provider
 through
Grails
plugin
system
   Grails
taglibs
insulate
you
from
the
raw
 JavaScript
   Remote
links,
remote
forms,
remote
form
fields,
 before
and
after
callbacks,
event
handling,
effects,
 animations
 ©
2009
DevJam
‐
All
rights
reserved.


  •   Grails
has
built‐in
support
for
managing
 message
bundles,
locales
   Message
files
are
managed
in
the
grails‐app/ i18n
directory
   Grails
taglib
can
be
used
to
retrieve
messages
 from
message
bundles
   Supports
parameterized
messaging
   Support
for
special
URL
mappings
to
support
 encoding
locale
information
in
the
URI
 ©
2009
DevJam
‐
All
rights
reserved.


  •   Allows
for
centralization
of
application
 behavior
   Necessary
component
in
any
non‐trivial
Grails
 application
   Transactional
by
default,
set
through
the
 transactional
property
   Use
the
expose
property
to
expose
a
service
 via
remoting
to
other
processes
   Use
with
various
remoting
plugins
 ©
2009
DevJam
‐
All
rights
reserved.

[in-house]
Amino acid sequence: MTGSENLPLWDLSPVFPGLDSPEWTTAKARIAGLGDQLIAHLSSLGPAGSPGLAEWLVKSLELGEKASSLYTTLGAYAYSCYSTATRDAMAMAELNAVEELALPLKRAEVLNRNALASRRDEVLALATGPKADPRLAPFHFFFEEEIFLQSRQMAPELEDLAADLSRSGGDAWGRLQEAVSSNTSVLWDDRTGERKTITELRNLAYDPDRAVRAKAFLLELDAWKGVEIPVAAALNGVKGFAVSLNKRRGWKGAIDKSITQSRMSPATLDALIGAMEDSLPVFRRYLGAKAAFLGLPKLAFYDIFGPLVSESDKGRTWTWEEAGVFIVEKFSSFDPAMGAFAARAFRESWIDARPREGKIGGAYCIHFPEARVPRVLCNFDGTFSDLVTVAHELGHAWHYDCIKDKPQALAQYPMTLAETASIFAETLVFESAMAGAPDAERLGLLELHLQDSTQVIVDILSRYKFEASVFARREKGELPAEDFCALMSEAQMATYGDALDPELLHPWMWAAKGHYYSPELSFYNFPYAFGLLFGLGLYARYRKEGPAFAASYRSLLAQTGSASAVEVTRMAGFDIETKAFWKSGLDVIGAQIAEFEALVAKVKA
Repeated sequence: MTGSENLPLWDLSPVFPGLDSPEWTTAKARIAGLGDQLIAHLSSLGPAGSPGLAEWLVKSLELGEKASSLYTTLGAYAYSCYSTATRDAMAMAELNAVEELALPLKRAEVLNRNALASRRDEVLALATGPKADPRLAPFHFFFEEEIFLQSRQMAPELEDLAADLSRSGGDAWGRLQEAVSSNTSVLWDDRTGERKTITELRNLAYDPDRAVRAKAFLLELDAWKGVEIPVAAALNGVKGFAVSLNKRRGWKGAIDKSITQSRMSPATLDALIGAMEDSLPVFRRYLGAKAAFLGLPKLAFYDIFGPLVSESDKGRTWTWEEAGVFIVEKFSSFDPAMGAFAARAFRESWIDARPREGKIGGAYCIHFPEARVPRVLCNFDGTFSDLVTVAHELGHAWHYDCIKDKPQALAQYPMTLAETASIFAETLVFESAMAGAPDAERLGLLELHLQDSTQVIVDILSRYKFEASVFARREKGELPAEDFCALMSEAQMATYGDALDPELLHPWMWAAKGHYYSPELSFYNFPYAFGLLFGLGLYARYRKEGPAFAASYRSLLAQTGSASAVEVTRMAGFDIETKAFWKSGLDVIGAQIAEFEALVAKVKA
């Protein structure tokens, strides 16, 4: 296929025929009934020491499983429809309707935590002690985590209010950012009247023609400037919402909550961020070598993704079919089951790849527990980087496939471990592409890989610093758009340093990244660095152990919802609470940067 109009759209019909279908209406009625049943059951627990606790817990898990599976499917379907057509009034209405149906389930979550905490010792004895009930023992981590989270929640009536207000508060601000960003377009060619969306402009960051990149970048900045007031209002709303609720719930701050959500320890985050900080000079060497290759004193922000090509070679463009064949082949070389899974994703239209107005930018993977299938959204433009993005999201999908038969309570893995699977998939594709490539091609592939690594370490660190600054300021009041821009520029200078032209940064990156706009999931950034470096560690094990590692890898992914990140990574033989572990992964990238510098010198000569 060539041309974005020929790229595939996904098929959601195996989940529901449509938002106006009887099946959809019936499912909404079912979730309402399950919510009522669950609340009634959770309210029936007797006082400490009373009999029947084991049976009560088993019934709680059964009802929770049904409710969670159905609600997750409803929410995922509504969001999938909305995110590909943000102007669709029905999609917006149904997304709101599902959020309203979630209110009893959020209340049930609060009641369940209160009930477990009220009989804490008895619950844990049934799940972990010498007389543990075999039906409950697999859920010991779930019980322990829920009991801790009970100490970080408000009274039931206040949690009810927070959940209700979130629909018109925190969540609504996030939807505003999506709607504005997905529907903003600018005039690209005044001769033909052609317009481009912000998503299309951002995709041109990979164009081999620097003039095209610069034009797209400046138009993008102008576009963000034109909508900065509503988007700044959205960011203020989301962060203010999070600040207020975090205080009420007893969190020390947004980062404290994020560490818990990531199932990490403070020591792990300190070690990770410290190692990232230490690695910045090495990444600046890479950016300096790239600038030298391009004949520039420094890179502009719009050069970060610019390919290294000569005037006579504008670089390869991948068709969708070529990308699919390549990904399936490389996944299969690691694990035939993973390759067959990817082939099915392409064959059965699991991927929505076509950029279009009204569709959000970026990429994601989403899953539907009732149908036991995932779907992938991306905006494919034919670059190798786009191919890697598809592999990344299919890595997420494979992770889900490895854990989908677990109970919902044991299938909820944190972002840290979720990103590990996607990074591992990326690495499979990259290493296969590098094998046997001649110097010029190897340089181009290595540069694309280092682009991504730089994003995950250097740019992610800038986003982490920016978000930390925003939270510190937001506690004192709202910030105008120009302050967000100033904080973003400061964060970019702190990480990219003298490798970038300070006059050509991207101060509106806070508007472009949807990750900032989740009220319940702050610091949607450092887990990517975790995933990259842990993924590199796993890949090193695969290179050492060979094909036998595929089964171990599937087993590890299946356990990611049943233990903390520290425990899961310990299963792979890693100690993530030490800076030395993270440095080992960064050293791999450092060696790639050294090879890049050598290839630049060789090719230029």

•   Reflection
and
the
Groovy
MetaClass

are
 used
to
scaffold
CRUD
functionality
   Enable
in
the
controller
class…
 class UserController { def scaffold = User … } ©
2009
DevJam
‐
All
rights
reserved.


  •   Extension
mechanism
for
integrating
third‐ party
functionality
   About
80
or
so
plugins
today
and
many
more
 coming
on
board
   AJAX,
JavaScript,
Flex/Flash,
UI
widgets
   Security,
Crypto,
CAPTCHA,
CAS
   Database
migration,
code
coverage,
functional
 testing
   Many
others…find
at
grails.org/plugin/list
 ©
2009
DevJam
‐
All
rights
reserved.


  •   Swing
GUI
console
   Allows
execution
of
arbitrary
Groovy
 statements
   Your
Grails
domain
model
is
accessible
in
this
 environment
   GORM
facilities
are
available
   Great
way
to
tinker
and
play
with
your
domain
 object
model
 ©
2009
DevJam
‐
All
rights
reserved.


  •   Eclipse
   Plugin
available,
but
the
story
is
not
good
at
the
 moment
   NetBeans
   Groovy
and
Grails
support
in
version
6.5
   IntelliJ
IDEA
   JetGroovy
plugin
by
JetBrains
offers
good
support
 for
Grails
   Seems
to
be
the
leader
at
the
moment
 ©
2009
DevJam
‐
All
rights
reserved.


  •   Take
Grails
on
a
test
drive!
   grails.org
   Books
   Groovy
in
Action
   The
Definitive
Guide
to
Grails,
Second
Edition
   Beginning
Groovy
and
Grails
   Grails
in
Action
   Groovy
and
Grails
Recipes
   Grails
Persistence
with
GORM
and
GSQL
 ©
2009
DevJam
‐
All
rights
reserved.


  • Coaching
and
Developing
Agility
 www.devjam.com
 ©
2009
DevJam
‐
All
rights
reserved.